In creative writing territory, as mentioned above, while I'm not revising, I'm entering a new phase for which I largely feel ready. The fiction-writing seminar starts on Tuesday, and the way has been cleared. Five large recipes have been cooked in recent days, with the leftovers in the freezer to pull out as needed. My syllabi and lesson plans for the early parts of my teaching semester have been written. The online course environment has been set up with the most crucial documentation, and reasonable self-deadlines set up for other teaching-related tasks in the near future. The novel's background research has largely been completed, except for that which will be manageable to do during the writing of the first draft (and for that, the books and articles have been gathered for easy access). The plot and characters have been slowly forming in my thoughts and through notes. It's time--finally--to start writing the thing.

Three cheers for beginnings of new phases of projects already begun! Huzzah! Huzzah! Huzzah!

*Dear Novel-in-Progress

Saturday, January 12, 2013

And the Word of the Year Is...Discipline!

The other day (in church, if you want to know) I was given a slip of paper with a keyword on it meant to guide my year. I laughed when I saw the word "discipline." I laughed because I wrote a catapult magazine article about the concept this fall, and have been working in that direction anyway.

And yet there was also a hollow spot in the pit of my stomach when I saw it. I almost wanted to give it back.

But I knew it was the right thing. I needed this. This semester I'm not just juggling two roles--teaching and life--like I did last semester. No, this semester, I'm juggling teaching and writing a novel and life. And while the teaching part is a bit less intense than it was last semester, sometimes it's as much about the number of roles that you're juggling as it is the individual--or even combined--intensity of those roles.

And in this case, I'm not just dealing with that classic work-life balance thing where the "life" part can be easily shoved to the side as needed, but the work/work/life balance thing where both works will be important, and very different. It's not remotely the same as when one is trying to balance teaching 4 classes with life like one did last year, because there it's still one large chunk called "teaching" that's involved primarily. It's teaching and writing a novel, which is something one is used to pushing aside because one's internalized work ethic from one's heritage classifies that as much too fun to devote time to, even when one knows it's worthwhile and has specifically signed up for a class so that argument wouldn't be allowed to hold water.

Granted, the novel might still be pushed occasionally to the side, as teaching will ALWAYS come first for me. The students are the most important, and I am so glad to devote time to their growth. And it is and will be my primary job. But still. The novel, because I'm taking a class that keeps me accountable for writing it, won't be able to be pushed entirely to the side. And that means I'll need to do my teaching-related activities with more--well, discipline--to leave it room.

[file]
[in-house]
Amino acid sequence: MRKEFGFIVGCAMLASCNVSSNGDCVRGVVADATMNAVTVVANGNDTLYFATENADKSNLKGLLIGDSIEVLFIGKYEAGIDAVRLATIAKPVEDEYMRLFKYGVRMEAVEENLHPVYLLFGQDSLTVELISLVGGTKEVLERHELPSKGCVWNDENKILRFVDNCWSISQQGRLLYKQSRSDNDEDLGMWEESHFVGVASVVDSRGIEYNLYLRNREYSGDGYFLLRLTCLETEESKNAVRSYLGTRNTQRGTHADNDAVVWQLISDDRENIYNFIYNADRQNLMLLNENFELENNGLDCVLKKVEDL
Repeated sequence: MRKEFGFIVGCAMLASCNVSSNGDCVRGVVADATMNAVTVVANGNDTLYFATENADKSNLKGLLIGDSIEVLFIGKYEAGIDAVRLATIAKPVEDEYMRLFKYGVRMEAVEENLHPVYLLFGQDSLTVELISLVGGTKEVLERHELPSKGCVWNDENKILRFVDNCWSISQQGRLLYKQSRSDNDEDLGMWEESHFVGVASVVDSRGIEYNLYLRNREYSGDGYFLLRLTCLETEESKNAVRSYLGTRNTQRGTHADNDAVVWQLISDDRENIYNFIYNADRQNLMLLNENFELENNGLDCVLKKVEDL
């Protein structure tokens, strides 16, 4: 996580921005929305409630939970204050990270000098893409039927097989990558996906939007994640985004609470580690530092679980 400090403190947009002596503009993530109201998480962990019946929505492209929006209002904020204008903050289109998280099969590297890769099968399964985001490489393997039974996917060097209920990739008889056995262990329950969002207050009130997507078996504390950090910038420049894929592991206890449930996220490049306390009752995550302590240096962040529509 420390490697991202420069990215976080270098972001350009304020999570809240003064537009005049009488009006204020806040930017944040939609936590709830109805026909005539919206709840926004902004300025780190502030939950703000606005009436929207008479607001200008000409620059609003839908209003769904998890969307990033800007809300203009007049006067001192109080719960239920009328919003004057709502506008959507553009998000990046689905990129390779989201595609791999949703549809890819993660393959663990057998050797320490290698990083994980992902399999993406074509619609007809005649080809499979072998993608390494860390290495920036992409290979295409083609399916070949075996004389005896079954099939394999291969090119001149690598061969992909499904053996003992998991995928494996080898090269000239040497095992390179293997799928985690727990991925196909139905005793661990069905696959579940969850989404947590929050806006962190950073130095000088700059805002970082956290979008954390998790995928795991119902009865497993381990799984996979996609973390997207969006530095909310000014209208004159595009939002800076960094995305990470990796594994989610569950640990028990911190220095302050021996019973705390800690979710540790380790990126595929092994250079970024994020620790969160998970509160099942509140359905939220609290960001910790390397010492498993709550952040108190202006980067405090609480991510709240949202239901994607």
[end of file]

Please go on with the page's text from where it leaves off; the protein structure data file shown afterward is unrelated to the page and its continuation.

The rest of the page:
It's funny--I know I can do this. I've done it before, many times, the juggling act, in many different types of configurations. I worked more than full time and at the same time did volunteer work editing a couple of online magazines. I wrote a novel manuscript while working more than full time and, incidentally, applying for grad school. And I wrote a dissertation while teaching and being on the job market. Etc. Etc. It just feels new, every time one adjusts one's life and mindset and habits to a new configuration. One has to learn (and re-learn) specific disciplines to create new habits.

And it never, for some reason, feels like riding a bike. But it's always achievable. One remembers eventually what has worked in the past for similar configurations and that one gets the hang of it. For now, here are some largely recycled disciplines I'm working to (re)integrate into my life since I'm now entering into this new juggling act:
  • Removing a couple apps from my phone and giving myself stricter time limits when tempted by online and smartphone distractions
  • Breaking large tasks into smaller bits and starting with the easiest/least seemingly onerous part when there's not a time pressure indicating otherwise
  • "Procrastinating" using other things I need to do anyway (especially teaching stuff and life stuff like exercising, showering, cooking, and cleaning, since the novel will usually be the thing that tries to take over, I'm sensing)
  • "Procrastinating" using things that will help me deal with my issues (especially journaling)
  • Giving myself manageable self-deadlines that are believable, but sooner than ones others would give me, and will allow me to keep progressing on all tracks without ever (hopefully) having to go into panic mode
  • Sometimes making myself simply start that task I don't like because it has to be done soon
This list actually gets me excited about my year of (re)discipline. New challenges really can be fun! (Remind me of that in coming months, eh?)

Friday, January 4, 2013

On Telling People You're Writing a Novel

It's an odd, conflicted thing, this telling of people that you're writing a novel.